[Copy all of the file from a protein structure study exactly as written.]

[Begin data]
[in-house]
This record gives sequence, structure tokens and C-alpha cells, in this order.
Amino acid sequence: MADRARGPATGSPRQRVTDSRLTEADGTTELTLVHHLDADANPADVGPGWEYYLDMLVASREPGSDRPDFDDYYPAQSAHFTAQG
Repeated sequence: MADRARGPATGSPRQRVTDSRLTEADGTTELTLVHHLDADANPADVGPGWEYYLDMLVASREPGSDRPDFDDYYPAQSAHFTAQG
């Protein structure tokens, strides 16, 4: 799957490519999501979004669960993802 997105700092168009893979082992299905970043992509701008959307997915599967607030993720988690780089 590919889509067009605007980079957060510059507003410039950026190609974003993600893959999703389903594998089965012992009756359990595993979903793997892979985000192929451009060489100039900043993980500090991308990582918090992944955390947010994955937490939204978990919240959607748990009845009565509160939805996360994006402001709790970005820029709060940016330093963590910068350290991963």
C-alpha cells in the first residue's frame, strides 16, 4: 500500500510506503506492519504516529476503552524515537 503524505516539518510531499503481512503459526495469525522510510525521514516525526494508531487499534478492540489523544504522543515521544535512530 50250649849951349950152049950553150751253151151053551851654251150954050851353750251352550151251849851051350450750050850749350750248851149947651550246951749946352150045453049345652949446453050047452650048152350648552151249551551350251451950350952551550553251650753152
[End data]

[in-house]
This record gives sequence, structure tokens and C-alpha cells, in this order.
Amino acid sequence: MADRARGPATGSPRQRVTDSRLTEADGTTELTLVHHLDADANPADVGPGWEYYLDMLVASREPGSDRPDFDDYYPAQSAHFTAQG
Repeated sequence: MADRARGPATGSPRQRVTDSRLTEADGTTELTLVHHLDADANPADVGPGWEYYLDMLVASREPGSDRPDFDDYYPAQSAHFTAQG
């Protein structure tokens, strides 16, 4: 799957490519999501979004669960993802 997105700092168009893979082992299905970043992509701008959307997915599967607030993720988690780089 590919889509067009605007980079957060510059507003410039950026190609974003993600893959999703389903594998089965012992009756359990595993979903793997892979985000192929451009060489100039900043993980500090991308990582918090992944955390947010994955937490939204978990919240959607748990009845009565509160939805996360994006402001709790970005820029709060940016330093963590910068350290991963």
C-alpha cells in the first residue's frame, strides 16, 4: 500500500510506503506492519504516529476503552524515537 503524505516539518510531499503481512503459526495469525522510510525521514516525526494508531487499534478492540489523544504522543515521544535512530 50250649849951349950152049950553150751253151151053551851654251150954050851353750251352550151251849851051350450750050850749350750248851149947651550246951749946352150045453049345652949446453050047452650048152350648552151249551551350251451950350952551550553251650753152